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Article

Constitutional History of Canada

The Constitution of Canada is the country’s governing legal framework. It defines the powers of the executive branches of government and of the legislatures at both the federaland provincial levels. Canada’s Constitution is not one legal document. It is a complex mix of statutes, orders, British and Canadian court decisions, and generally accepted practices known as constitutional conventions. The Constitution has been in constant evolution from colonial times to the present day. The story of the Constitution is the story of Canada itself. It reflects the shifting legal, social and politicalpressures facing Canadians, as well as their choices as a society.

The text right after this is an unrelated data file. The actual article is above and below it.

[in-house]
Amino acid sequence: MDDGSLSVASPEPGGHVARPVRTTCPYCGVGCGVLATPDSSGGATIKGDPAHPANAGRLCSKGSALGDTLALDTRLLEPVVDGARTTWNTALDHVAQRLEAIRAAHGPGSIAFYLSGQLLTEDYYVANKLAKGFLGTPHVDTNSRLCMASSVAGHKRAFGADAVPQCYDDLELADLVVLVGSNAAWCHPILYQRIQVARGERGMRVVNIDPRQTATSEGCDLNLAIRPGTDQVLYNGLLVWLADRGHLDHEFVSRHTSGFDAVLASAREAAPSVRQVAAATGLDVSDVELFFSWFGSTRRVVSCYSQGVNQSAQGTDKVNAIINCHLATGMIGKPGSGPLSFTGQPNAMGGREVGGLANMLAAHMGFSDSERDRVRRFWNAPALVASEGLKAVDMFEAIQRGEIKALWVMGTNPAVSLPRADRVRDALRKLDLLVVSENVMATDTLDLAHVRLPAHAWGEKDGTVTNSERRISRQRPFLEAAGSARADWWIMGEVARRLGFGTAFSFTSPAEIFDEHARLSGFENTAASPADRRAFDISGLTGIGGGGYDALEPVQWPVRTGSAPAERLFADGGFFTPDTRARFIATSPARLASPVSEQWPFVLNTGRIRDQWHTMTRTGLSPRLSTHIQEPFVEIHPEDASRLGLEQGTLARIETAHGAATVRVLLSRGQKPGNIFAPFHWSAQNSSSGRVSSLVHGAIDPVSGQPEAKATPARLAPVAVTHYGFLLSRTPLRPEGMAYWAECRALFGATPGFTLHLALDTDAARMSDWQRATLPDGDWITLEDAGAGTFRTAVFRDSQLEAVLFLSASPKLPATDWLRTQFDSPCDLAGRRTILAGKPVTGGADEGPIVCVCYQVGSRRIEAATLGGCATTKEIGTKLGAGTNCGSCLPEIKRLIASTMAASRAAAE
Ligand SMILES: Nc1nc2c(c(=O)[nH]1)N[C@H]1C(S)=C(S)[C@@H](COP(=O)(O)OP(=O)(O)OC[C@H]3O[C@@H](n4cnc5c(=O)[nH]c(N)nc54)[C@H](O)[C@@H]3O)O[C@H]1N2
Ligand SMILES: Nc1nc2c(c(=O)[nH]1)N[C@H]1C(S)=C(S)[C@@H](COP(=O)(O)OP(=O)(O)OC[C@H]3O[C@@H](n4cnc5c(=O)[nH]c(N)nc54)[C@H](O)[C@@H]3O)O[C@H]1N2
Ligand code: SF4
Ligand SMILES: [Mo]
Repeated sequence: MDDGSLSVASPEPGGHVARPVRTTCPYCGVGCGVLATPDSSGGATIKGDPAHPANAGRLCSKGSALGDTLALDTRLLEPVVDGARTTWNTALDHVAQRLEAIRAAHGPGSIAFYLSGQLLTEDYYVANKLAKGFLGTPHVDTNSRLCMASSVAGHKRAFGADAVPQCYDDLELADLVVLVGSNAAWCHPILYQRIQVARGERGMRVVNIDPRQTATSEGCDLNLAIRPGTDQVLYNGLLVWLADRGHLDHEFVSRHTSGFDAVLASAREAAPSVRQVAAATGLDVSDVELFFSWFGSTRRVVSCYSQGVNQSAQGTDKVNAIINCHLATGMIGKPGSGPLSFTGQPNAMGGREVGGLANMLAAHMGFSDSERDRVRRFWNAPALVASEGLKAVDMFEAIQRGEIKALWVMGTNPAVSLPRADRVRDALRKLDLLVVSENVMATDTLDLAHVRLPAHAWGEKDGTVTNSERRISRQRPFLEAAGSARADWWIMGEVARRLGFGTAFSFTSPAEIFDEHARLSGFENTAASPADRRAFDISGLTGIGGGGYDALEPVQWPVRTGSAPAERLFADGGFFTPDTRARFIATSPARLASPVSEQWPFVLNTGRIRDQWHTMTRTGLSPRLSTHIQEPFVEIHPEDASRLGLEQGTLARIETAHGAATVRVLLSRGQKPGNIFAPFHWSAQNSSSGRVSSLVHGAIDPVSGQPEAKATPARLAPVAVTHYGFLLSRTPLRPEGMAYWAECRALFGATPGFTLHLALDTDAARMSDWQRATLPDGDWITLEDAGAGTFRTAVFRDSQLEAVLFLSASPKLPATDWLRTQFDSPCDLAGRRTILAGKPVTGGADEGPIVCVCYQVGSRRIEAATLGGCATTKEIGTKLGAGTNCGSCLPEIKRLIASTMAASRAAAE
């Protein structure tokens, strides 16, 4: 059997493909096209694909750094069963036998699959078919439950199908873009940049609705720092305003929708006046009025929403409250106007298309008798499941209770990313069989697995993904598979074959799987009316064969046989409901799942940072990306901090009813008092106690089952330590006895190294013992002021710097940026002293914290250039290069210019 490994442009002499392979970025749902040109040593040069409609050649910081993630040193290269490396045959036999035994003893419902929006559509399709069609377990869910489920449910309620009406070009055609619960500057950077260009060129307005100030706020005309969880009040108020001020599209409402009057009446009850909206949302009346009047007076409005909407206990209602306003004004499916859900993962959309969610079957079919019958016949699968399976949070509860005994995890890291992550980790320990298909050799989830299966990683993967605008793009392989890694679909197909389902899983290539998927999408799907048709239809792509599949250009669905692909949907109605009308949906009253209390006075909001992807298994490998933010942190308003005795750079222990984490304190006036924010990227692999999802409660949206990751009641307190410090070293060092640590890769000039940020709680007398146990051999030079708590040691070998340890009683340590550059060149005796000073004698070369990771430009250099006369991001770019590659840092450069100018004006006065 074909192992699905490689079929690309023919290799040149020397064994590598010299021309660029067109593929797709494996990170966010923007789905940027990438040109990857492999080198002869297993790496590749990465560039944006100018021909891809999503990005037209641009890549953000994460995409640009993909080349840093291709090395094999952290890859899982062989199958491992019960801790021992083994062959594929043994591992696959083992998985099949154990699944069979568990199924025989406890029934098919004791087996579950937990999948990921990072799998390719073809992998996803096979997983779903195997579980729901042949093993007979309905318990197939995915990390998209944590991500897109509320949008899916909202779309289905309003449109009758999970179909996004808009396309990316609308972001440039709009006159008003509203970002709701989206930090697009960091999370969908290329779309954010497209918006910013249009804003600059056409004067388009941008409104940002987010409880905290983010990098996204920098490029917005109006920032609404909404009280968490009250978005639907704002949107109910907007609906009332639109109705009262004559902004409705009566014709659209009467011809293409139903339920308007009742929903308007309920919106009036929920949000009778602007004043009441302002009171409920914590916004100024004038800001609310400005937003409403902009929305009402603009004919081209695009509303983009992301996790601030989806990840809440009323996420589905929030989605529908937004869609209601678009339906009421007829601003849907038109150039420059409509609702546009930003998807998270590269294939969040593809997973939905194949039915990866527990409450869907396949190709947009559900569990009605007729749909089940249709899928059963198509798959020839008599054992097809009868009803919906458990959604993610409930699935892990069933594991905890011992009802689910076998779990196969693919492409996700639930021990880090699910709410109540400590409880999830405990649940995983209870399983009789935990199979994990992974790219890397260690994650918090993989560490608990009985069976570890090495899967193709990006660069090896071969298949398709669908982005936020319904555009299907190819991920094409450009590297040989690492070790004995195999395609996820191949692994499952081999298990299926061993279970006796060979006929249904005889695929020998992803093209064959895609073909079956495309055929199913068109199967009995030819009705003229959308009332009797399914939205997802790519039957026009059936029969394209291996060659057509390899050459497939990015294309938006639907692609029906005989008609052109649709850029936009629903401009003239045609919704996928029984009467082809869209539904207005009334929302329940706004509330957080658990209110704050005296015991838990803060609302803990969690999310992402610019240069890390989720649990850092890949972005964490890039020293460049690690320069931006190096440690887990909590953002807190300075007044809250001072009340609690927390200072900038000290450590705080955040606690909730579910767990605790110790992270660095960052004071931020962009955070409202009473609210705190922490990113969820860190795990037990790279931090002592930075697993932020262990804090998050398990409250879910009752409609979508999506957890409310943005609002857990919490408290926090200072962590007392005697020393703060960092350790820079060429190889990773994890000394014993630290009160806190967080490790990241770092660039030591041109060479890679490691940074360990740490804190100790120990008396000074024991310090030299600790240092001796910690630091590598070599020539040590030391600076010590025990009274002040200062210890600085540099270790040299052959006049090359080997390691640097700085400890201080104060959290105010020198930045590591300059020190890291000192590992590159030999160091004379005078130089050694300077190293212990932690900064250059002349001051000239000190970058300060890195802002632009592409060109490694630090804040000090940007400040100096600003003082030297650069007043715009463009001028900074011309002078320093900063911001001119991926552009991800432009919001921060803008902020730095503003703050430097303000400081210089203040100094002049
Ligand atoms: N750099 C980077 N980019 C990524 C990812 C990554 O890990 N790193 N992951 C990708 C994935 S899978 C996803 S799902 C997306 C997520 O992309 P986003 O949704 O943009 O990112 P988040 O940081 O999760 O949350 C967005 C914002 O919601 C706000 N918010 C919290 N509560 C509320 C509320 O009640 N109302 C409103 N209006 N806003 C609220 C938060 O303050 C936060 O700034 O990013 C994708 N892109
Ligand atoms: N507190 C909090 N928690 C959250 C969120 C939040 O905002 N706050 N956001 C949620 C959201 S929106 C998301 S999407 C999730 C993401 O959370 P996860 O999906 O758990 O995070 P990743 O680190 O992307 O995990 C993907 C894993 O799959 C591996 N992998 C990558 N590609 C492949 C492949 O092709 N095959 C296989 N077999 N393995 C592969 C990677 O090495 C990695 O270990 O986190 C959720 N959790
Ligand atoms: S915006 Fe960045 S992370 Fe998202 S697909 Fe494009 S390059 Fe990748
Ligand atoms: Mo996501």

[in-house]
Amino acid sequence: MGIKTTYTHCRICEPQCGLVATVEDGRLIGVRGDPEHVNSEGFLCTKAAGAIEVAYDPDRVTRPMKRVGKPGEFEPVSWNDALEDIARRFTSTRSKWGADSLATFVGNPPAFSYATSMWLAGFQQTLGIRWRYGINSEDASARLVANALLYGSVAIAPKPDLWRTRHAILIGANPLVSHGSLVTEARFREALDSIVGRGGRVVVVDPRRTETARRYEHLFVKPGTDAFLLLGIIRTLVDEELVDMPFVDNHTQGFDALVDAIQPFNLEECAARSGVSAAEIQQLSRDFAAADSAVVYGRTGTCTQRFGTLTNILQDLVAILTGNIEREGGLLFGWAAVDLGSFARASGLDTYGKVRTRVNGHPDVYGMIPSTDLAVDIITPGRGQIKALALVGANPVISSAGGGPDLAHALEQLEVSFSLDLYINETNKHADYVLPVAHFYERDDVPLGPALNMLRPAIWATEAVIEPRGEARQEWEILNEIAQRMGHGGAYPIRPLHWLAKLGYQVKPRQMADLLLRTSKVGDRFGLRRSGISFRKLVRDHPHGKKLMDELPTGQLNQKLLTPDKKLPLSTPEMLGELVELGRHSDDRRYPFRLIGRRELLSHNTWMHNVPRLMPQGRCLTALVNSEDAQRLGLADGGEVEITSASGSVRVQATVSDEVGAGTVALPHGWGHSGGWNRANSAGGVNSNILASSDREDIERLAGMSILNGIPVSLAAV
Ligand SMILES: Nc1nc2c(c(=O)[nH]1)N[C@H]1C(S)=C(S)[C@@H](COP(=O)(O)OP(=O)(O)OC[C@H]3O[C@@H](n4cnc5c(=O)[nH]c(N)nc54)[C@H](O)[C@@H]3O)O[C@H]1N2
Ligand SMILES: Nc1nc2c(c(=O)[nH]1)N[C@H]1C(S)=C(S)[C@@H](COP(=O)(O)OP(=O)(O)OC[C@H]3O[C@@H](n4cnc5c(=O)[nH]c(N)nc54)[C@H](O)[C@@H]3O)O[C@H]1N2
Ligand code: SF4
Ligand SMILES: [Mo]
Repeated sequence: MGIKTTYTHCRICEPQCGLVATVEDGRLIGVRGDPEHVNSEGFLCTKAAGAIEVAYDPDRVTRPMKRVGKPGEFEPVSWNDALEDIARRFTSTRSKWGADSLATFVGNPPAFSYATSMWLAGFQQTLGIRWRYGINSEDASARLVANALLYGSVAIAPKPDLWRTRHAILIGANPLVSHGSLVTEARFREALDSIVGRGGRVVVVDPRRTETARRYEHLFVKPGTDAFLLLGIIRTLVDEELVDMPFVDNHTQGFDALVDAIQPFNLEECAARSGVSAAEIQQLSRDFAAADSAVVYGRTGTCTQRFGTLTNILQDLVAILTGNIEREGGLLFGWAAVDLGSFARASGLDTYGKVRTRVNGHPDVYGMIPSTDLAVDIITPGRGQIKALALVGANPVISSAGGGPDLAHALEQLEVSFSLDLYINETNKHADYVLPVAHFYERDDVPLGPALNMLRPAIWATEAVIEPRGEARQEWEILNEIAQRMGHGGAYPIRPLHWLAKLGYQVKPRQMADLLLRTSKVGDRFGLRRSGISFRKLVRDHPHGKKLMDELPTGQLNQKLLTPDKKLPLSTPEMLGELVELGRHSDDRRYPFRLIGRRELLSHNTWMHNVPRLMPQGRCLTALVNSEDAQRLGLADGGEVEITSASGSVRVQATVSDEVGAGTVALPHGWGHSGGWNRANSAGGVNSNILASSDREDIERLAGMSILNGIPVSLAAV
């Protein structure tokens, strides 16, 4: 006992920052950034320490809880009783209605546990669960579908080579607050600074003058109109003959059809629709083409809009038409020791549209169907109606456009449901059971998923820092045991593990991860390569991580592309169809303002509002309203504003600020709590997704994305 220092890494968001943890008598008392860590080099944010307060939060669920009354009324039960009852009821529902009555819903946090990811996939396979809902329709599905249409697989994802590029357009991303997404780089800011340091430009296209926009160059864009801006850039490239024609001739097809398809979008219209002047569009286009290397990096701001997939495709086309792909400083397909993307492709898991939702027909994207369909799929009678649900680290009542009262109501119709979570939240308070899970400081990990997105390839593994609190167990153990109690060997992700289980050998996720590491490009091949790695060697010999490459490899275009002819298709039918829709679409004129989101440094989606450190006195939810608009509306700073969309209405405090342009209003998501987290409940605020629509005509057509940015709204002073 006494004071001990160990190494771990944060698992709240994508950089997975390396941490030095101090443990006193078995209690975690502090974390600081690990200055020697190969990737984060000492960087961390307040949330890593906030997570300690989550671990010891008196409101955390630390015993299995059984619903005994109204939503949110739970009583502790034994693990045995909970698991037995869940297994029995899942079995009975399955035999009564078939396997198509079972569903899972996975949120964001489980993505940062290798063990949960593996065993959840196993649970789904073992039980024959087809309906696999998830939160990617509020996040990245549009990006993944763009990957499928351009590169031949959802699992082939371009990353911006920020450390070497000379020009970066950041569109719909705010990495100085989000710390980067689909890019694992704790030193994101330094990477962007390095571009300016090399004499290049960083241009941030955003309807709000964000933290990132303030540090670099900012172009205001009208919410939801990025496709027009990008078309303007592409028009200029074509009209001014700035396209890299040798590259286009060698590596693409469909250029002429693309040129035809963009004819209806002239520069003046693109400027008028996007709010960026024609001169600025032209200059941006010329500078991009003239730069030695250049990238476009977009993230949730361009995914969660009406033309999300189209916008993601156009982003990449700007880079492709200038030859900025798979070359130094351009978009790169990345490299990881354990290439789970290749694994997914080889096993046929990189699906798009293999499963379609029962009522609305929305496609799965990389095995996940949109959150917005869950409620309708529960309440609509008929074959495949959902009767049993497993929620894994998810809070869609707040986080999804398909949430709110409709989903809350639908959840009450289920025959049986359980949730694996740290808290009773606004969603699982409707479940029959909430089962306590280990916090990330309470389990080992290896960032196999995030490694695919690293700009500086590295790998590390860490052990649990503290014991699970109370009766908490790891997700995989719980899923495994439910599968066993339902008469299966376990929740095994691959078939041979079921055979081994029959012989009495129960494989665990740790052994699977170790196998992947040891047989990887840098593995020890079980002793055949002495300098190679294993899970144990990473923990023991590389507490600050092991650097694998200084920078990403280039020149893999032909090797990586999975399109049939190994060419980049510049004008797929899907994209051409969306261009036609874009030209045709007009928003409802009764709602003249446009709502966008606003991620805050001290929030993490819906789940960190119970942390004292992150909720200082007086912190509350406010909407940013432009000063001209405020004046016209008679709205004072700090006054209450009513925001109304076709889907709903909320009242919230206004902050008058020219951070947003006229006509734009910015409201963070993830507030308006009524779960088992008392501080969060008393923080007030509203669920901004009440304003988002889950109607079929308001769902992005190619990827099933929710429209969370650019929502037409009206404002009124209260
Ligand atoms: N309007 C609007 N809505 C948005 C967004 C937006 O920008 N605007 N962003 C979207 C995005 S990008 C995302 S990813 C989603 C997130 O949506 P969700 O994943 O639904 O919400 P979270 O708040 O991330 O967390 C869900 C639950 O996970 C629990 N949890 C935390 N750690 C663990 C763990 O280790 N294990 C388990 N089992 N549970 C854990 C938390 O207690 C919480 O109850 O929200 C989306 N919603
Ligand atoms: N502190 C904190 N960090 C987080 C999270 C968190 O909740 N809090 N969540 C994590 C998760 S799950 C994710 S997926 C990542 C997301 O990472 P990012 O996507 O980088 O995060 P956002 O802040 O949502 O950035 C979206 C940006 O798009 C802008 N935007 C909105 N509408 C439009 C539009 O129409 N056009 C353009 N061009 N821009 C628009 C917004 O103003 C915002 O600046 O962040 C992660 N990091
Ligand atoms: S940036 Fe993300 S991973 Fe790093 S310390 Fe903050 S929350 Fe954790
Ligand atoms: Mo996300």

Article

Peace, Order and Good Government

“Peace, order and good government” is a phrase that is used in section 91 of the British North America Act of 1867 (now called the Constitution Act, 1867). It offers a vague and broad definition of the Canadian Parliament’s lawmaking authority over provincial matters. Since Confederation, it has caused tensions between federal and provincial governments over the distribution of powers. The phrase has also taken on a value of its own with Canadians beyond its constitutional purpose. It has come to be seen as the Canadian counterpart to the American “life, liberty and the pursuit of happiness” and the French “liberty, equality, fraternity.”

Macleans

Sexual Harassment on Police Force

This article was originally published in Maclean’s magazine on April 10, 1995. Partner content is not updated.

For Alice Clark, joining the RCMP in 1980 was the fulfilment of a teenage dream. Two years later, the Hamilton native was posted to the 60-member detachment at Red Deer, Alta., where, at first, the men she worked with were welcoming and helpful. Then, she was transferred to city traffic duty.